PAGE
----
How to choose a browser for everyday use?

Let's start with the basics. What is the point of a web browser? Originally, it was to be able to read HTML documents, but since then, the Web has changed massively, and modern browsers need to satisfy more demands. The basic terminal browser - links, w3m, Lynx, elinks - can still be used today to display websites only in text. Actually, elinks supports features that are somehow missing in "modern" web browsers (such as editing cookies, custom stylesheets or keybinding), but in the end, they can all be got back through addons. Maximum of 256 colors, no images, little or no Javascript support, limited CSS support, no loading of non-HTML content such as videos (but can load externally), and no addons make these unsuitable for modern day browsing.

I could mention many other browsers here. Surf is a graphical web browser that has image and Javascript support, but no tabs or an actual user interface. Midori has everything you'd expect from a modern web browser and even includes in-built functionality to replace some of the common addons, but it's not enough. Otter Browser is a promising project with a very nice UI, but has no addon support (so far, though it's planned). Qutebrowser is a keyboard controlled browser that recently added per-domain settings, but they are inferior to uMatrix. Many of its features can be replaced by, again, addons.

One advantage of these niche browsers is that they don't spy on you, but what I've learned from trying probably all of them is that, in the end, addons are essential - especially uMatrix is irreplaceable. So, for a day-to-day browser, you have only two options: Firefox based and Chrome based. Since they all support the same addons (with slight exception in Pale Moon), we will have to use some other criteria to judge these browsers. Let's analyze them one by one:

Firefox based

Mozilla Firefox

There is a long history of anti-user decisions with this one, such as removing many configuration options (or shoving them into about:config, for example https://bugzilla.mozilla.org/show_bug.cgi?id=873709 (archive)), being given millions for including anti-privacy search engines - Google and Yahoo - as the defaults (while pretending to be funded by donations), claiming to care about your privacy (archive) - Individuals’ security and privacy on the Internet are fundamental and must not be treated as optional. when it HEAVILY spies on you (archive), putting advertisements into the New Tab page (archive), ceasing support for certain addons, forcing all addons to be approved by Mozilla (archive), and many others. The question is - do you want to rely on software from a corporation that does these? For me the answer is no. So what are the alternatives?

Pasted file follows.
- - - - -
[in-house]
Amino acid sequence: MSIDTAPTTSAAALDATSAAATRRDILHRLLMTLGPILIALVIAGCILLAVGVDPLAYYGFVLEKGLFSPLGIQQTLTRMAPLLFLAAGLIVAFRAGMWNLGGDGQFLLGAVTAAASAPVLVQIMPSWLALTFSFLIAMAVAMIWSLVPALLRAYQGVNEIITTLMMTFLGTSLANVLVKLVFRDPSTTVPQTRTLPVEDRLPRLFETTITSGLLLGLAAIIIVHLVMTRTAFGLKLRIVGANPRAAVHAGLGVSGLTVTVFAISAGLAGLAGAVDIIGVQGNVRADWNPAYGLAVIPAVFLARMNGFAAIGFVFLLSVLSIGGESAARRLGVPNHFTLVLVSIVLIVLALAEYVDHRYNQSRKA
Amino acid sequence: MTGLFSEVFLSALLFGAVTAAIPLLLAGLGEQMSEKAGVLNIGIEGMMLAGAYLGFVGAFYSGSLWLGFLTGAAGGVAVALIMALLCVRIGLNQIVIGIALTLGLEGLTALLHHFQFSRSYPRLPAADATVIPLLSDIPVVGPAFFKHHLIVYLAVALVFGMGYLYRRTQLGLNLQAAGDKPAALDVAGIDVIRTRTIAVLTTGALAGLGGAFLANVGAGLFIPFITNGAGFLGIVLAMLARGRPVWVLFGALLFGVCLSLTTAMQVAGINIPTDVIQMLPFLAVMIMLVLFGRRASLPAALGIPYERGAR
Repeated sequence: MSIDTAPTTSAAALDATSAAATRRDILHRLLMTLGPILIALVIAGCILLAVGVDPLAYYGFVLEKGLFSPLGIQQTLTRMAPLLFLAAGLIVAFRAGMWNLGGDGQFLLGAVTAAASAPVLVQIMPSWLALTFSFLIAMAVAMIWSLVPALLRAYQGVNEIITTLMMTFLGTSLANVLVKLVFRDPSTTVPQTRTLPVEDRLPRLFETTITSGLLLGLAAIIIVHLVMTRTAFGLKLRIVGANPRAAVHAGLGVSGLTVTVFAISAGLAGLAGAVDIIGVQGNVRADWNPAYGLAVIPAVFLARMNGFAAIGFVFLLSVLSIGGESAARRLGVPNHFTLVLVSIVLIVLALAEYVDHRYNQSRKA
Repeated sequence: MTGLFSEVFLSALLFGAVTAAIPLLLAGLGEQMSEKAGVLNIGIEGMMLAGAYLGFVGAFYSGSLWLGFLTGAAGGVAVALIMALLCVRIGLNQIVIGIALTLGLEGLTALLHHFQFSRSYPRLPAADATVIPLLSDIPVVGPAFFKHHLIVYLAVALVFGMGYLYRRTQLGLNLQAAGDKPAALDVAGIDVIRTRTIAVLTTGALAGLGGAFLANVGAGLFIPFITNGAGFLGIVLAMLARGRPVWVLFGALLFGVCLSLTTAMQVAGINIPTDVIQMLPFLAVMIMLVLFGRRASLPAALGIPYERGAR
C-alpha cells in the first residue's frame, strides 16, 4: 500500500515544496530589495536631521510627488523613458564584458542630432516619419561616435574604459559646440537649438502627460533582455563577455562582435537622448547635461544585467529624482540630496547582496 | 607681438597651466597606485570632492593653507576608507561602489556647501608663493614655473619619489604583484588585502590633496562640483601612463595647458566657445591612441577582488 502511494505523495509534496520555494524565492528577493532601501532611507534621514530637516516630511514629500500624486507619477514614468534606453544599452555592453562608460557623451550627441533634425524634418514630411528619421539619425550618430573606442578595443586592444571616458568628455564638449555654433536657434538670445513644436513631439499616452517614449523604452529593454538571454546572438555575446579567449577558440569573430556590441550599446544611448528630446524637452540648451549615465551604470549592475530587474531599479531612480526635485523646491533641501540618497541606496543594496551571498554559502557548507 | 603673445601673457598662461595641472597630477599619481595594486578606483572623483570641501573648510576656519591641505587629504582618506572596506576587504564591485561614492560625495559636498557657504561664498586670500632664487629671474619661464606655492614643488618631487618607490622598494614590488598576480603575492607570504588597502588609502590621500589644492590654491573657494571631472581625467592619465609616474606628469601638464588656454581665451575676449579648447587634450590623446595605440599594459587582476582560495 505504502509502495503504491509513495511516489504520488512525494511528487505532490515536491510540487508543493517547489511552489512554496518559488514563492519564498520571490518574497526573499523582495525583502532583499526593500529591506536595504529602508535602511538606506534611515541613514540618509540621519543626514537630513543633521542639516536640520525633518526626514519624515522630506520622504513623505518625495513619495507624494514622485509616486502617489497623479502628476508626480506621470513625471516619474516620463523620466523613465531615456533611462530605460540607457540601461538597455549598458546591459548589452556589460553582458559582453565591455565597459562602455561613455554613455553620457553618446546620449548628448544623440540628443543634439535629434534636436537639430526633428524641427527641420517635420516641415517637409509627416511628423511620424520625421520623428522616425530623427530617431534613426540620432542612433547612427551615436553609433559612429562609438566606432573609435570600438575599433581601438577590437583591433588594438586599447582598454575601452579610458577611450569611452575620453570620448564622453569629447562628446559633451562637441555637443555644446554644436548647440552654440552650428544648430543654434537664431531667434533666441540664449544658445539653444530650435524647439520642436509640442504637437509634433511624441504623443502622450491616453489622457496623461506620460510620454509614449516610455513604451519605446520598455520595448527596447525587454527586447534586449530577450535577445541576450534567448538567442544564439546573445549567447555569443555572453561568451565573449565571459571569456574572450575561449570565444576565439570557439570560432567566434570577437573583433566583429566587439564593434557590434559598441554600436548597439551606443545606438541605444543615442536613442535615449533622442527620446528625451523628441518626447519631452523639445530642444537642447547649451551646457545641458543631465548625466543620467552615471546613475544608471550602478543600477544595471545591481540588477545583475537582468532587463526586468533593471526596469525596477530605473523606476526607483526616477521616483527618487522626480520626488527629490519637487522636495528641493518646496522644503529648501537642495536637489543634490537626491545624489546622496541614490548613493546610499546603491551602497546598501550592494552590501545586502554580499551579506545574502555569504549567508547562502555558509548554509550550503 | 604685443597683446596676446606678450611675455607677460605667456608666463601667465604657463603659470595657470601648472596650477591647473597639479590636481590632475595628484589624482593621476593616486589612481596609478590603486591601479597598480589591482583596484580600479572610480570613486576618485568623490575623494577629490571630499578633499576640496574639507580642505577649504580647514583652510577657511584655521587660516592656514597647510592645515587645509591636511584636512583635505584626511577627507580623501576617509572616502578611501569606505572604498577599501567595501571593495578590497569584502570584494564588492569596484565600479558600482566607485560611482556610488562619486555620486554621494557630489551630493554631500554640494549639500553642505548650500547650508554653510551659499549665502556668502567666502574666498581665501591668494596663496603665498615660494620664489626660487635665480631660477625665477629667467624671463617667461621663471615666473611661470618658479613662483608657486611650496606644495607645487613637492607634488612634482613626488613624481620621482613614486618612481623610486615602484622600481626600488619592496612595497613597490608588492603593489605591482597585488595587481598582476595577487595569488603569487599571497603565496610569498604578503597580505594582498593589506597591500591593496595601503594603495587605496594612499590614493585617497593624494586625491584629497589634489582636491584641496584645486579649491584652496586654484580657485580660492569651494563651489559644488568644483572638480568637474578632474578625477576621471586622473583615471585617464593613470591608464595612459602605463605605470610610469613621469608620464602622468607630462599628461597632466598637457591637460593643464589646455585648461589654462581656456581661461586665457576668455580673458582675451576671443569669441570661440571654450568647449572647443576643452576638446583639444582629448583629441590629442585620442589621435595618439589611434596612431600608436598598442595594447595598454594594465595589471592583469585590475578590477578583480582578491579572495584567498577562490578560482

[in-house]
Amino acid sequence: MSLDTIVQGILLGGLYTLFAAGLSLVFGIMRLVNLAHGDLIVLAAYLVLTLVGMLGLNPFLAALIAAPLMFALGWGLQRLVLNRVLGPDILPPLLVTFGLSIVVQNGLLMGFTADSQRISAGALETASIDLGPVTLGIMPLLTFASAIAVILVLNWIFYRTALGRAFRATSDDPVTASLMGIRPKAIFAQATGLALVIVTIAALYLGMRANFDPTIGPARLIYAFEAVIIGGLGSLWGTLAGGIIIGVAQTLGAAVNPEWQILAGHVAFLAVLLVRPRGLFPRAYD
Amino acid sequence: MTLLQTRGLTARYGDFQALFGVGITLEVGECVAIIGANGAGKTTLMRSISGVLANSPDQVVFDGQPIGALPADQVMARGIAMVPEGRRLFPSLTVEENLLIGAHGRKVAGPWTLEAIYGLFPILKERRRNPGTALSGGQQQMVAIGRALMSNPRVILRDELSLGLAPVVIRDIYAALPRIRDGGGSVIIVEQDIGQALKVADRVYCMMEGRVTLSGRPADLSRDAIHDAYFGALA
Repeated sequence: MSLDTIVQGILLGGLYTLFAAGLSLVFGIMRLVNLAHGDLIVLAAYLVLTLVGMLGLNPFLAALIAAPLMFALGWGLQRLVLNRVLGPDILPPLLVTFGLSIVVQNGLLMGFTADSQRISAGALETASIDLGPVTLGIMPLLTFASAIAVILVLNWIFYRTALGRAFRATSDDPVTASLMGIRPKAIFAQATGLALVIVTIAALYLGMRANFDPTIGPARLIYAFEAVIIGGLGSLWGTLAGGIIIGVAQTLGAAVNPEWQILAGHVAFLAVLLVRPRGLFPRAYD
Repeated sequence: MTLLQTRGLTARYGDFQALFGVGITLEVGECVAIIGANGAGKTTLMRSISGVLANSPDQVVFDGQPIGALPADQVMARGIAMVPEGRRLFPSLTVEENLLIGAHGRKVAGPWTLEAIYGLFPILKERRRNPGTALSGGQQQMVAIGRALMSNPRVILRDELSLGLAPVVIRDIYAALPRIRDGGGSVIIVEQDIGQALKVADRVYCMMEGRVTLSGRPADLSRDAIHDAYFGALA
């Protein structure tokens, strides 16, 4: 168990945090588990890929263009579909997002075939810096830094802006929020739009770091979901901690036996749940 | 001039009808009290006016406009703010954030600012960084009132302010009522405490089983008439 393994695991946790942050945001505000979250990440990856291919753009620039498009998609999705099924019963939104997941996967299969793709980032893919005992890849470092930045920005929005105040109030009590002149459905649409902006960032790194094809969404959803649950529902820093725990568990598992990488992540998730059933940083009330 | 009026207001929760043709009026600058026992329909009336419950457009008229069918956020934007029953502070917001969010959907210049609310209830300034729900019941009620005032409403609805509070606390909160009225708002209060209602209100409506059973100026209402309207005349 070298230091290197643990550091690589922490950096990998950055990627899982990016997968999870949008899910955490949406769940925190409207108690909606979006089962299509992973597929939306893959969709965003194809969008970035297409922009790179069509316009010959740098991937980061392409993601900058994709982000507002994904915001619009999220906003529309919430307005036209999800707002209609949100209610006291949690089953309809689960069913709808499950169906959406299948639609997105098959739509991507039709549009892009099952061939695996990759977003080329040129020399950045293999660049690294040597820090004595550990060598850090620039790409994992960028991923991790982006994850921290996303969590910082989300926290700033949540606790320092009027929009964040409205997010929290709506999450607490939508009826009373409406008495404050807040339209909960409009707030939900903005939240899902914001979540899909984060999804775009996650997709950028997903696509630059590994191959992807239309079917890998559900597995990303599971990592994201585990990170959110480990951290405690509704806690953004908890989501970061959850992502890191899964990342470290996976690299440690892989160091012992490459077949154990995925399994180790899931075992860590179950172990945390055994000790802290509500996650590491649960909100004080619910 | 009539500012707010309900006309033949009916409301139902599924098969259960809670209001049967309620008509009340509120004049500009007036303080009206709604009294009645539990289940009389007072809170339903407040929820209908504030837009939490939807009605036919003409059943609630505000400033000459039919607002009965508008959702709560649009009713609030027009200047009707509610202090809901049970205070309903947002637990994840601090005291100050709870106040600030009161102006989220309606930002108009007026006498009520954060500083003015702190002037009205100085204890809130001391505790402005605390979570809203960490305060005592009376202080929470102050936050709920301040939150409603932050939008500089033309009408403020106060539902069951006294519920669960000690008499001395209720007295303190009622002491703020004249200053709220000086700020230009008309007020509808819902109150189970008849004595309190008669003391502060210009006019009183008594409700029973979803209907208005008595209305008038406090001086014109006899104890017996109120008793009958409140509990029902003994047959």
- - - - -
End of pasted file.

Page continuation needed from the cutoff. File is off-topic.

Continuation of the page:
GNU IceCat

Firefox fork from the Free Software Foundation. While the older versions still had some of the spyware found in FF, 60.2 removed all of it, as far as I can see. It also includes a third-party request blocker preinstalled; but despite it having lots of configurations options, the UI is much more basic and not as useful as uMatrix' switchboard. It's nice, though, that there is a browser out there that has even bothered including something like that by default - and the newbies might appreciate the simple UI more. Keep in mind this version has not been officially released yet.

Waterfox

Again, a browser pretending to care about your privacy (archive) - We’re obsessed with protecting your privacy. That’s why we’ve made Waterfox Private Browsing more powerful than the others., when in fact Waterfox does nothing whatsoever to protect it and actually spies on you almost as much as Firefox (archive) (it made 109 unsolicited requests upon my run of it). The more powerful private browsing mode is a sham as well - anyone caring about their privacy will not rely on this but install essential privacy addons, so his deceptive claims are designed to lure in newbies only. Therefore this slimy dev and his "creation" can be safely ignored.